Is Green Algae Harmful to Humans

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Written By Mark Washburn

Mark has 20 years of experience as a professional pond management consultant.

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Algae are common aquatic plants that float on bodies of water. Many are classified as green algae, or algae that have enough chlorophyll to turn the plant green.

While most algae are harmless, there are certain types of toxic algae that can be dangerous to animals and humans.

One of the most common is blue-green algae or cyanobacteria. This organism can form on fresh bodies of water and harm organisms that it touches, including families.

Knowing the difference between toxic and harmless types of algae can help save your life. Here is everything that you need to know about dangerous algae.

What Are Green Algae?

Green algae are an informal grouping within the algae family that encompasses many different species of algae plants. They are united in their color, which is by definition green.

All of these algae are marine plants with large amounts of chlorophyll in their cellular structures, which gives them that distinctive green color. Common species include filamentous algae and seaweed.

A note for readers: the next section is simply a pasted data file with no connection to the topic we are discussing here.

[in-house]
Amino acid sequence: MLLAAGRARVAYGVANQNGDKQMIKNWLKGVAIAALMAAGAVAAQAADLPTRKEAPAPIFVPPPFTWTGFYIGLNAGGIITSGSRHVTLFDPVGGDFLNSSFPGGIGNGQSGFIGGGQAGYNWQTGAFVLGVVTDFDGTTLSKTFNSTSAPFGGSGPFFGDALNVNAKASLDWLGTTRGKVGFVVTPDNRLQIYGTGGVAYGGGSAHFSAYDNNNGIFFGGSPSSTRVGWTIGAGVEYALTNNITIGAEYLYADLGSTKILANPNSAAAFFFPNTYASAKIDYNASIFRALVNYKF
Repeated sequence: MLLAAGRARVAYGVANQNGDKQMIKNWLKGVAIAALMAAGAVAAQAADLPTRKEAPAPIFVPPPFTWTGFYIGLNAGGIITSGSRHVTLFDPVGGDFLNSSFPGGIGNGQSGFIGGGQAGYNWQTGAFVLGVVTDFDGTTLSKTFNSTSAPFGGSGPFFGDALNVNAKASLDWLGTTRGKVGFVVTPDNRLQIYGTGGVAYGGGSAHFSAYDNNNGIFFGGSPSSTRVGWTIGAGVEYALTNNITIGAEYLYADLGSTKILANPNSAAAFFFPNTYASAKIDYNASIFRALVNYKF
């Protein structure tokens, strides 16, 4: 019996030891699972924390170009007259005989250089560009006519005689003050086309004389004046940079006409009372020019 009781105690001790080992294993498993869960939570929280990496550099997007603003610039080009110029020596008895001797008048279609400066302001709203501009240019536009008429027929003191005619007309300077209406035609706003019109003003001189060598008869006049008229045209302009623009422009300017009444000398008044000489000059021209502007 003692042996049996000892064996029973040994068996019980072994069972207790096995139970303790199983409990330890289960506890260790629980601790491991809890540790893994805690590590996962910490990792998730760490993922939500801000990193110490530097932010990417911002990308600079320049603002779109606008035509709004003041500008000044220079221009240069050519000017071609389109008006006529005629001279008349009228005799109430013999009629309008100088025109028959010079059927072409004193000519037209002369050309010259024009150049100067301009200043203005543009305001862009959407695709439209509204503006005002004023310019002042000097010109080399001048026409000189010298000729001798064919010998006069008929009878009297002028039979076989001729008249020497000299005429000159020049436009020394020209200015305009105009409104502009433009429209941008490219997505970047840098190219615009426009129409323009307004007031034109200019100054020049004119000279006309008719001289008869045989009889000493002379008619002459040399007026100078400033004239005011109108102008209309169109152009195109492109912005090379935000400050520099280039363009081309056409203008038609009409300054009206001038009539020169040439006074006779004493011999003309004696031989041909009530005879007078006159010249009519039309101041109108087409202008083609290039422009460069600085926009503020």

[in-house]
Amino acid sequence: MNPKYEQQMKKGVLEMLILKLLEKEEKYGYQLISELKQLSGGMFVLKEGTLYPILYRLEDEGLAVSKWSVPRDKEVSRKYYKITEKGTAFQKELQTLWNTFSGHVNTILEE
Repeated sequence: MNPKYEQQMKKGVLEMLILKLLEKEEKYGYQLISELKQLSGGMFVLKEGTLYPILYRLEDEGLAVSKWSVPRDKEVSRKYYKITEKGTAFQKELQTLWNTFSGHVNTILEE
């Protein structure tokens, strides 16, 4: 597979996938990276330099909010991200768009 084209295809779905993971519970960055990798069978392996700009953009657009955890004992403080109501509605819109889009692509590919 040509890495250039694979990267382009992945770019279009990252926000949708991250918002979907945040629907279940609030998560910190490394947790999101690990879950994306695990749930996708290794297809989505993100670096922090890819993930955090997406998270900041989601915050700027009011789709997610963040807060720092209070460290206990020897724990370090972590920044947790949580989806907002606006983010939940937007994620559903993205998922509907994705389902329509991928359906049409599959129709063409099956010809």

Green algae are not inherently harmful to humans or animals. Although they can damage marine ecosystems if there are too many of them, these plants are usually not dangerous.

However, you should proceed with caution if you see a body of water covered in algae as it is easy to confuse the harmless green type for the more dangerous blue-green blooms.

What Is Blue-Green Algae?

Despite its colloquial name, blue-green algae are not an algae at all. Instead, it is a cyanobacteria, a type of bacteria that lives in water.

These single-cell organisms clump together to mimic the appearance of algae and behave in the same way as algae do, photosynthesizing sunlight to produce nutrients.

You can find this organism in freshwater and saltwater.

Cyanobacteria is not typically harmful. However, in large quantities, or higher densities, this organism can be toxic to marine ecosystems, animals, and even humans.

How Can You Tell What Is a Harmful Algae?

It can be difficult to tell the difference between green and blue-green types of algae because they form similar films on the surface of the water.

Blue-green algae has a bluer color and will discolor the water around it, sometimes turning it blue, green, or purple.

Algae blooms of both kinds tend to form mats or carpets on the surface of the water, although the blue-green kind often look more like paint spills than solid colors.

Smell is another way to distinguish between these types of algae. The blue-green variety usually smells worse, like a swamp, especially when the cells start to decompose.

There are a few tests that can help you tell the difference between blue-green and green types of algae.

One is the stick test. While wearing gloves, insert a stick into the water where there is a surface bloom. If there are strands of plants gripping to the stick, then you are dealing with green algae. If the residue looks more like paint, it is the blue-green variety.